It’s important to keep in mind that the interview Mat Latos gave to Ken Rosenthal raised two distinct issues about the Reds. One was Latos’ criticism of the medical/training staff, the second was the shenanigans in the locker room and lack of clubhouse leadership.

I. Mat Latos is no more an expert on medical and training protocol than the average person. When you’re in the hospital the doctors and nurses determine when they want you to get up and walk around. They tell you when you’ll be healthy enough to go home. They are experts, based on handling the same issue numerous time, at knowing how to handle recovery periods. That was the issue raised by Latos yesterday.

“I was told that I needed to start doing activities at a minimum of 10 days after surgery. They had me throwing on the fifth day after surgery. Then they had me running the seventh day after surgery. Then I was already lifting 10 days after surgery.”

At no point in the interview did Latos allege that he didn’t feel ready to take these steps at the time or that these were the decisions that led to him returning too early. Further, in the Rosenthal interview, Latos put the blame on *himself* for rushing back:

“If there is one thing I could change, I would have not come back so soon. I tried to get out there as quickly as possible to help out the team.”

“I rushed myself and tried to get back as soon as possible, tried to compete with the team. I wound up costing myself.”

Those remarks are consistent with the comments Latos made last June – when he *complained that the medical staff was being too cautious in holding him back* and not letting him start. Read this article from John Fay and compare Latos’ statements then to now.

“They took me out as a precaution. I didn’t want to come out. It’s pretty bogus I have to go on another rehab assignment. But it it is what it is. I don’t make the decisions around here. I’m a puppet on a string. I get told to do what I need to do and I do it. … I can tell you I’m about as healthy as I’ve been. I could pitch in a game if I needed to.”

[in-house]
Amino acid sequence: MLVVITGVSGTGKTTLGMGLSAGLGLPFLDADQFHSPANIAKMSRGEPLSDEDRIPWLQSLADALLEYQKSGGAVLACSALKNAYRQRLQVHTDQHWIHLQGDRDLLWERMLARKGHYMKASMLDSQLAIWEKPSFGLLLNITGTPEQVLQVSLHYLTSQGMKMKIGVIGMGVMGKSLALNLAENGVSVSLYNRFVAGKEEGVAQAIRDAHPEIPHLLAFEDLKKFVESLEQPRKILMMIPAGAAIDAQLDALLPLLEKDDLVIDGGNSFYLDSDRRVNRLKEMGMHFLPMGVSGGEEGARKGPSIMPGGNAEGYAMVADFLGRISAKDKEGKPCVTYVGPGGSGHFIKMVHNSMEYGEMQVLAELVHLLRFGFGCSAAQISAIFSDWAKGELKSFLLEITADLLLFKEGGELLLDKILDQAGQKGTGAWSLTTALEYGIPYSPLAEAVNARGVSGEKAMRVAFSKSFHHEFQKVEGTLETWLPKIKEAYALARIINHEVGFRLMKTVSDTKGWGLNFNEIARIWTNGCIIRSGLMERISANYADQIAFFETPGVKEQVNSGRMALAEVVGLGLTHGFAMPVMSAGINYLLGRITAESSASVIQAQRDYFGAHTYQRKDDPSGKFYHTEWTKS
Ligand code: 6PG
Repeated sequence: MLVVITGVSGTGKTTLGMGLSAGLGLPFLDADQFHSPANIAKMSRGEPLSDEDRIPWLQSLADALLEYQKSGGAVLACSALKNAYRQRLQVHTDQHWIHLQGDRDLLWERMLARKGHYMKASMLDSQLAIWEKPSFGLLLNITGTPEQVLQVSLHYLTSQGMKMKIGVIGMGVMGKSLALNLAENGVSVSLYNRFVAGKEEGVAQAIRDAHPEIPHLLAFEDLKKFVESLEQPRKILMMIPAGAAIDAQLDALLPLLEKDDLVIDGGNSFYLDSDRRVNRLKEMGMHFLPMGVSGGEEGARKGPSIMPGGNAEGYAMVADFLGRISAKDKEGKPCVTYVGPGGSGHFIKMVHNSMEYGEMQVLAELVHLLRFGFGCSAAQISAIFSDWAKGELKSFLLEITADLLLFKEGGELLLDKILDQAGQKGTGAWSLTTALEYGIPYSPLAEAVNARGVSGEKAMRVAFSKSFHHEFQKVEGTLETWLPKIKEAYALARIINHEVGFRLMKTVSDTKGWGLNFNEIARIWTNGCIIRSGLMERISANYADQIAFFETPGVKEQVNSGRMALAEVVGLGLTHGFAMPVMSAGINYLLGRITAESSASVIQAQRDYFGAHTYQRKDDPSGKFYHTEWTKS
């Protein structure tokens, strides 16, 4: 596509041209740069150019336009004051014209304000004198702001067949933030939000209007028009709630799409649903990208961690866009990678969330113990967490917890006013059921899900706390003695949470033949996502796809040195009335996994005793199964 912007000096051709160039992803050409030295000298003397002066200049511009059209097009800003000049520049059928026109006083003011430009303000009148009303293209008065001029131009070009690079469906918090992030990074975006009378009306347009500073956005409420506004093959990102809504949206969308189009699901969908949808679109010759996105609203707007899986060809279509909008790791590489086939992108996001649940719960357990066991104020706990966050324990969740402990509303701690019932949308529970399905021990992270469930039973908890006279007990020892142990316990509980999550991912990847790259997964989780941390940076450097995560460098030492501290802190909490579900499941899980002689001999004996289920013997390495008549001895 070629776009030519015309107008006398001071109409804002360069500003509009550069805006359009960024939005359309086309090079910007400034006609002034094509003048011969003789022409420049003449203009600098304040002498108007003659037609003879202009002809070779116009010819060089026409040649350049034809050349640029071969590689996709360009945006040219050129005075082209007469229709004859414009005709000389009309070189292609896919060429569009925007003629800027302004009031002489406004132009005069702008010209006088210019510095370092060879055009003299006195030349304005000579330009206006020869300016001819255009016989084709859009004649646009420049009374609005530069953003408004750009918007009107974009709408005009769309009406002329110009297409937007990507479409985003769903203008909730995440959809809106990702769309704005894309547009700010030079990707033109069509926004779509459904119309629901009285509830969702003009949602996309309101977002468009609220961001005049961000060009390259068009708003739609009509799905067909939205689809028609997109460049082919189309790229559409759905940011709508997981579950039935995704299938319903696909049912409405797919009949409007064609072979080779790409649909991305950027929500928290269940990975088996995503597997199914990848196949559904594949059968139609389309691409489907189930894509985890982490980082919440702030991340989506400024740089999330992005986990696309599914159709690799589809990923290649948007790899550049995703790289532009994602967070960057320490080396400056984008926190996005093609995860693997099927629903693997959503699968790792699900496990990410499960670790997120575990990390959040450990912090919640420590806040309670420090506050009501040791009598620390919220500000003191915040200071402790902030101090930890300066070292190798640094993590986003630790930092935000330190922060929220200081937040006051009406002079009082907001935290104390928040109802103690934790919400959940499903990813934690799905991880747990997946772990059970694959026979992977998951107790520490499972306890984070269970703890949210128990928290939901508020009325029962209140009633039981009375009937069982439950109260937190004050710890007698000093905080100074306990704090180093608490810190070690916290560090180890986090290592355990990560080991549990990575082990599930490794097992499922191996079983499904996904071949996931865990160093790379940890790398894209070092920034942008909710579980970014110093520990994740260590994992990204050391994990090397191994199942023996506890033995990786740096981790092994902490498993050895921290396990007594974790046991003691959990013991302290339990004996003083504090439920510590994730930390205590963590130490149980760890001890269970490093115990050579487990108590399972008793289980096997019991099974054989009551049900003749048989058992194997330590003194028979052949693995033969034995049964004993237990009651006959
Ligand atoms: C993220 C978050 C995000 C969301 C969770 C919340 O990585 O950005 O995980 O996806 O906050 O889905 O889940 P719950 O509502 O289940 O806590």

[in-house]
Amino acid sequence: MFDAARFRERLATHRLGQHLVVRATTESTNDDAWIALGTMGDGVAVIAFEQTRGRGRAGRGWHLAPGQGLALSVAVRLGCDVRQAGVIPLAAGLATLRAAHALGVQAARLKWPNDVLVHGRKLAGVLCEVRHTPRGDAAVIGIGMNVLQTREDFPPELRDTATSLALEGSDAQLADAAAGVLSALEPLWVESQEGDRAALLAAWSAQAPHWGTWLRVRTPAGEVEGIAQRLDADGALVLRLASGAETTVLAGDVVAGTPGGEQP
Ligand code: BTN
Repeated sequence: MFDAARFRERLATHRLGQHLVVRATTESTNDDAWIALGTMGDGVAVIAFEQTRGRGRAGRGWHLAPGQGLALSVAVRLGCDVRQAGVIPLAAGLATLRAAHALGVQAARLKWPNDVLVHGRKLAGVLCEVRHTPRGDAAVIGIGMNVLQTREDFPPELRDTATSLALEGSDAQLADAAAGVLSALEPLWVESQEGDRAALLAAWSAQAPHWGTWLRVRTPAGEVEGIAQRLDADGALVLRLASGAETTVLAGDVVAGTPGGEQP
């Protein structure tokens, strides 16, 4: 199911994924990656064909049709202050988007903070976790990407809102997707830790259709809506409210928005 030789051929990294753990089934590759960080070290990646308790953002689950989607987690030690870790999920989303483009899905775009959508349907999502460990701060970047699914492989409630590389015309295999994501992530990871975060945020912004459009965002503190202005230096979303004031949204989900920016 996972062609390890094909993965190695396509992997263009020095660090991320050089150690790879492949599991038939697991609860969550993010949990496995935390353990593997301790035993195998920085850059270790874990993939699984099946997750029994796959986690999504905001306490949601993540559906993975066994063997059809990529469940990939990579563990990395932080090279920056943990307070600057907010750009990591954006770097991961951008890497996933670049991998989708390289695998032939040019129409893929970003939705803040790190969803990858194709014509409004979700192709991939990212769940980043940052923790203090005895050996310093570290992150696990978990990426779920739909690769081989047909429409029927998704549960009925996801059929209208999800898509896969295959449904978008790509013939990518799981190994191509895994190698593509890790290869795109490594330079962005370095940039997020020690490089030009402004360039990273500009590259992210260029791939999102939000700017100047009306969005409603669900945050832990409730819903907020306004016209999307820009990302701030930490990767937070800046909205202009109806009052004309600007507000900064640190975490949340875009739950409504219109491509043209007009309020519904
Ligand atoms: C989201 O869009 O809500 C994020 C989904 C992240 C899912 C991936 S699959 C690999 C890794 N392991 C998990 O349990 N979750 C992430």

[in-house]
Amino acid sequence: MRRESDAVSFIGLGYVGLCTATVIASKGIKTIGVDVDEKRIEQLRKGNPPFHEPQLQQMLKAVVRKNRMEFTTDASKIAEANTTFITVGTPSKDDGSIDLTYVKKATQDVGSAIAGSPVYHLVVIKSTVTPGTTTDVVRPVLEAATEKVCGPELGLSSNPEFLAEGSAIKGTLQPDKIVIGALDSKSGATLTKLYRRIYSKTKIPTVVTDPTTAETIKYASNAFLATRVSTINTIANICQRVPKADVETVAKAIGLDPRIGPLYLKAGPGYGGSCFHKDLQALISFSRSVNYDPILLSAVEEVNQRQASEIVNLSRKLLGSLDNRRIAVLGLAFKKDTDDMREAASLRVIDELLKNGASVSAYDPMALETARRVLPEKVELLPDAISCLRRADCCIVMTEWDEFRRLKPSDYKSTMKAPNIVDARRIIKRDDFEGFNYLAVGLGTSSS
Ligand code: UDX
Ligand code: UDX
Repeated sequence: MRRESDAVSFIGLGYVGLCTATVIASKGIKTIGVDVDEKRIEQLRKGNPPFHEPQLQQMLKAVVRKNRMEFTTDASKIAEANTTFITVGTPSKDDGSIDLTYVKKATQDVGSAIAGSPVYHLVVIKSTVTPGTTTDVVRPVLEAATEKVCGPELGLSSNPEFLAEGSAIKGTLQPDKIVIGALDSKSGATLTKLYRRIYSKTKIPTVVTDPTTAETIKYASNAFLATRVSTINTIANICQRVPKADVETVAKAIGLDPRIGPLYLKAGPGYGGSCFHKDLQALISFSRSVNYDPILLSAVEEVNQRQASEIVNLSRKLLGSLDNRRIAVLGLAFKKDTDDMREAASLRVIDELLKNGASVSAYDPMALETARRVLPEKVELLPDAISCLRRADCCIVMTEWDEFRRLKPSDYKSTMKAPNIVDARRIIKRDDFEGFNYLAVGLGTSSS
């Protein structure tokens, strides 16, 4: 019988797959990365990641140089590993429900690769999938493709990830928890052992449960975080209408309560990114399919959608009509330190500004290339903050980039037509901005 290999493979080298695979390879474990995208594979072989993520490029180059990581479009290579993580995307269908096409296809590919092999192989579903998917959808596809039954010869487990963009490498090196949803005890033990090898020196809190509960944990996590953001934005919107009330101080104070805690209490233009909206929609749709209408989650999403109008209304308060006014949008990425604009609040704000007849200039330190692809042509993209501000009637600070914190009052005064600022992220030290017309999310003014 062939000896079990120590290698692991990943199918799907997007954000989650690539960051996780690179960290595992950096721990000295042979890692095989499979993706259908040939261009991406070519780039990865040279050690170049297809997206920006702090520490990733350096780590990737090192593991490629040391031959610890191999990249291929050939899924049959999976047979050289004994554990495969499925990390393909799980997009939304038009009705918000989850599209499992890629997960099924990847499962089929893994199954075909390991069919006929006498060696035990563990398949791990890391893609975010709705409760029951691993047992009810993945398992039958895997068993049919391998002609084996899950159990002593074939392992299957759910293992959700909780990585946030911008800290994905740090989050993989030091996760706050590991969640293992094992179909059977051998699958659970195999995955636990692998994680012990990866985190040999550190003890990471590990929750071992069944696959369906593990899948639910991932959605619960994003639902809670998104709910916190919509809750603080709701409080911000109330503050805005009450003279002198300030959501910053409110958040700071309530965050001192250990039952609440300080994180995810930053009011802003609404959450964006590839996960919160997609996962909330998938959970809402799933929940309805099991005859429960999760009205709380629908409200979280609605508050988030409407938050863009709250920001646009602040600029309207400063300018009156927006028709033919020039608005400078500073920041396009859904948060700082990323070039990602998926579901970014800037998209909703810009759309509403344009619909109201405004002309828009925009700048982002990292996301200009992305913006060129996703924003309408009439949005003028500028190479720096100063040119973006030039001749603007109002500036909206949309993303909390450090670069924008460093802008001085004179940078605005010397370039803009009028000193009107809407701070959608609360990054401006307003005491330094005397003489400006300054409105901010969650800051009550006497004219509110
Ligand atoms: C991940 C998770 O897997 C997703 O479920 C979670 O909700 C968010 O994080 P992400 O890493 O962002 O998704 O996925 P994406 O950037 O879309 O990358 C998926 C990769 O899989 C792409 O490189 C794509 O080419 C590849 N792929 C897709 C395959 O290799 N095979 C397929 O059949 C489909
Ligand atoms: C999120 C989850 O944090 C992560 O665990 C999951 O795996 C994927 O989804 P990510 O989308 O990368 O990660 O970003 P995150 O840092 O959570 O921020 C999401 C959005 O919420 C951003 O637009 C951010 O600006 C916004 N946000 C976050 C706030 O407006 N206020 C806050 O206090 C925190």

Just my opinion, but the comments Mat Latos made yesterday on the medical staff are directly opposed to what he said nine months ago. He lacks expertise and credibility on that topic. It strikes me as a cheap shot levied against an easy, distant target.

II. The behavior of his teammates and lack of player leadership is a separate issue. Latos was asked what qualities he brought to the Marlins. Instead of answering the question he was asked, the former Reds pitcher went out of his way to trash the team who had just traded him.

Well, that one little veteran presence in there can make a big difference.

You look at the Reds after we lost Bronson (Arroyo, after the 2013 season). Everything went to s—. You look at it after we lost Scott Rolen (after 2012). Everything went to s—. When Scott was there, we had guys doing exactly what they were supposed to do. After Scott left, we had guys with two years in the big leagues, in the clubhouse, on their phones, laying down in the video room, just hanging out during games, not in the dugout, not cheering their teammates on. Our dugout looked like a ghost town.

After Bronson, the same exact thing. We had starters in there roping our (clubhouse attendants), like, cattle-roping our clubbies. Guys on their computers, buying stuff, hanging out in the clubhouse. We had a guy with a year-and-a-half in the big leagues wandering around the clubhouse, hanging out. We had a closer in there sleeping until the seventh inning. We lose that veteran leadership, that’s what happens. You can’t have that … it turns into a circus.